Most people won’t miss them and perhaps rightly so.  But I will miss budget games.  I will miss the satisfaction of uncovering a hidden gem, a diamond-in-the-rough, if you will.  The market will miss them because there is less access to cheap software.  And platform holders will miss them because their absence may result in the tail of their hardware being cut short.  But no fuss will be made, and budget games will die a silent death in what will likely be the first real casualty of the next hardware generation.

Rest In Peace Budget Software.


Follow me on twitter @oldgaulian


Filed under Opinions

Forza Horizon’s open world is fast, furious and fantastic

FH-BoxartColarado is a beautiful place travelling at 300kmph.   The varied locales, from sweeping highways to winding cliffside roads, are all breathtaking vistas that make for  a picturesque backdrop to Forza Horizon’s open-world racing action.  The cars are equally as pretty as they glisten in the light of the sun during the day and the street lights at night. That will be the first thing you notice about Forza Horizon because it is an absolute stunner of a game.

Of course that’s all a fringe benefit really when everything outside of your focal point over the hood of any one of the world’s fastest cars is a blur.  You’re more likely to be focusing on the musical sounds of your engine revving and your tyres screaming as you cruise past opponents or brake heavily and push the nose of your car into the apex of a tight turn respectively.  Feeling your tyres creep toward the edges of their traction limit as you ease on the accelerator coming out of the corner is equally as visceral as the controller rumbles and the rear of your car kicks out and your car slides into the straight leaving a trail of smoke, and hopefully your competitors, behind.  It’s moments like this that make Horizon a truly exhilirating and rewarding experience.

The driving felt so good that it was easy to put it into the back of my mind and focus on the finer details as to how it felt in my hand.  And that’s a great thing because Horizon is packed full to the brim with good racing times.  The game’s premise is that a racing festival, the Horizon Festival, is taking place across Colarado.  It’s a cool premise that lends itself well to the open-world nature of the game. Race events are dotted around the map, mostly made up of circuit and point to points affairs.  It does deviate at times however with some events requiring you to race hot air balloons, helicopters and planes around a circuit, which are much fairer than they sounds on paper.  These are an absolute blast, but in reality they feel like nothing more than cleverly disguised time-trial events.  Luckily they’re few and far between so they never really wear out their welcome and rather make for an interesting detour from the more standard racing staples.  There are also stunt and photography based challenges that upon completion earn you the ability to fast travel between ten outposts. They’re not brilliant but the payoff is worth it and you’ll find yourself growing to love them over the course of the game as you come to better understand the intricacies of the game’s driving model. At the very least you’ll find the ability to fast travel worth the time and effort.  There are a few touches that give you a reason to drive yourself across the map; speed traps and average speed cameras are scattered across the open-world and track your personal bests and compare them to people on your friends list, and you can challenge random drivers throughout the world to point to point races by pulling up behind them. These instances are not terribly compelling or essential but they are quick and dirty fun and sometimes serve to break up the more structured elements of the game.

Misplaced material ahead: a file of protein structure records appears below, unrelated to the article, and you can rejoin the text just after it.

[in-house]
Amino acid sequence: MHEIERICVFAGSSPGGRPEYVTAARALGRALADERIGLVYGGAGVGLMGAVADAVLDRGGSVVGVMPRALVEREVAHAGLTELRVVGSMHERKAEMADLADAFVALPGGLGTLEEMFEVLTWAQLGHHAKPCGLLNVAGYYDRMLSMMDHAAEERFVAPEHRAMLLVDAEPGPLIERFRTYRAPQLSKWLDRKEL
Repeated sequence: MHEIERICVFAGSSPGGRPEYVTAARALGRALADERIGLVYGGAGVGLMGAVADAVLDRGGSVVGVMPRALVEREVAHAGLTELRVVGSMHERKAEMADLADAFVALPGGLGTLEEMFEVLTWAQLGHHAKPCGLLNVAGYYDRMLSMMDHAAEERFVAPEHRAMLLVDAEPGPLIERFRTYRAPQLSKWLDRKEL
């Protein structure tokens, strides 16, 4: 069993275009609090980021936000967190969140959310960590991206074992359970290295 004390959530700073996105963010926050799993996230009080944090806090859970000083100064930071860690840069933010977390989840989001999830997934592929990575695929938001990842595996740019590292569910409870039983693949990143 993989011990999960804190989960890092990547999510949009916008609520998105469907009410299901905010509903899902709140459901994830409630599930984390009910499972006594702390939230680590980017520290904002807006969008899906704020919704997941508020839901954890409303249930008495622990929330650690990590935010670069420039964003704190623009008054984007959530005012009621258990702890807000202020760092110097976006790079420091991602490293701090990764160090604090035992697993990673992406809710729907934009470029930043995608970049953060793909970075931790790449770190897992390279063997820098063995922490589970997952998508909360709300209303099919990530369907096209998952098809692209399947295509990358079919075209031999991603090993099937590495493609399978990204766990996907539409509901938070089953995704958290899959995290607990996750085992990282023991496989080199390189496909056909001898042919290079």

Forza Horizon is a big game and you’ll need to dedicate a significant proportion of time if you want to see everything Horizon Racing Festival has to offer. And that’s great because when the rubber hits the road, the racing is for the most part excellent. Underpinned by an accessible but deep driving model, you’ll find yourself moving from race to race absolutely oblivious to the passage of time in the real world.  The progression of the game encourages long play sessions as you earn points in order to level up  in pursuit of earning wristbands and climbing your way up the popularity ladder opening new, often faster, events in the process.  It is a simple premise that keeps you going through the game and moving up from the slower hatchback racers to the ultimate in supercar rides, a progression that is more than worth the time you invest on the track.   It’s not all roses though, and in many cases multi-lap races will often come down to mounting a final lap comeback against opponent drivers that seem to lose a few seconds of time over previous laps.   It’s not a deal breaker but it does at times like it’s all a little scripted.  Admittedly though it make for some rather tense and exciting finishes as you draft behind the leader to overtake them on the final corner or on the final straight, so all is not loss regardless of what is behind the quirk.